progressive causes, also should be hearten-
ed by the Supreme Court's backing of
unfettered First Amendment rights.
The Supreme Court's majority opinion,


FRIDAY, JUNE 26, 1992

written by Justice Antonin Scalia, sought
to strike down laws that prohibit some ex-
pressions of free speech — as contemptuous
as they may be — while not dealing with
others. The Minnesota law, for example,
outlawed speech that results in "anger or
alarm or resentment in others on the basis
of race, color, creed, religion or gender,"
but made no mention of sexual orientation,
political opinions, physical • and emotional
handicaps, labor union views and other
such bases upon which people discriminate
against others.

Our hope is that what will now transpire
is an attempt to clarify hate crimes law. If,
in fact, that is what takes place then the
Supreme Court decision could result in
stronger statutes. In the meantime, we
agree with the high court that other laws
remain on the books with which to pros-
ecute the purveyors of hate crimes.
Still, we wonder why the Supreme Court
issued a ruling that has so confounded the
legal community. After all, isn't the court
supposed to clarify the law, not confuse it?

Dry Bones

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Taking Issue
With Editorial

As an avid supporter of the

Jimmy Prentis Morris
Building, I share your en-
thusiasm for the renovation
and expansion of this wonder-
ful facility. However, your
June 19 editorial, "A Victory
For Reinvestment," contained
three comments with which I
take issue.
You stated that the level of
creative programs, quality
staff and attentiveness to
members' needs must in-
crease to become a communi-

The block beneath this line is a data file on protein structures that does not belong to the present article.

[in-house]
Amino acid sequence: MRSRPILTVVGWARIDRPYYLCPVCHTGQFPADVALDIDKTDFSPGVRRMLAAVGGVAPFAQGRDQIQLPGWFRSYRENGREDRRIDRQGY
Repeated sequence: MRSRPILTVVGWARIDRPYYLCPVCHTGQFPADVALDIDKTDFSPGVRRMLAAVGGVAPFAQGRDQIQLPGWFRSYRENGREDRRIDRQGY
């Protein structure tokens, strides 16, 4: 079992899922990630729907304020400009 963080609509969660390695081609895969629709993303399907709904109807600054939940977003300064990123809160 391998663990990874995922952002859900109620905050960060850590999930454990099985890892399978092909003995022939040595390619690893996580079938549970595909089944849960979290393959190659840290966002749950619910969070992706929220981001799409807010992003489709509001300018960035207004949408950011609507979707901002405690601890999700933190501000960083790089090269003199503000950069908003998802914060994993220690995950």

ty jewel. While the construc-
tion has not commenced as
quickly as many of us would
have wished, the Jewish Com-
munity Center has increased
staff at JPM, broadened the
scope of programming and
responded to community
needs. Hundreds of people
participate daily at JPM and
find much from which to
choose. We look forward to
continuing and supplemen-
ting these endeavors as our
building grows.
The Rosenberg Recreation
Complex at the Maple/Drake
Campus was described as a
monument that is under-
utilized. Members of the
Center who walk, run, play
tennis and table tennis, roller
blade, play basketball,
develop karate skills and in-

vite friends to birthday par-
ties at all hours of the day
would refute such a notion. In
fact, very little court time is
available in season.
Finally, you claim that
"traditional benefactors have

opted to withhold support for
the JPM project." We are close
to reaching our goal of
$3,000,000 to begin construc-
tion of JPM because the com-
munity has responded so
favorably to the Capital Cam- -
paign. To date, more than 125
donors, most of whom live in
the northern suburbs, have C
made financial commitments
of $2,400,000 to this project.
This group includes longtime
community supporters as well c) .
as new sources who believe in
the vitality of the neighbor-
hood. This month, 24 families
from all over the community,
not just Oak Park, Hunting-
ton Woods and Southfield, are
hosting parlor meetings to
generate excitement and
secure the remaining dollars
needed to break ground. (-)
The Jimmy Prentis Morris
Jewish Community Center
has touched the lives of many
families during its first 36
years. The enhanced facility
will provide fond memories
for generations to come!

Linda Lee.
Jewish Community Center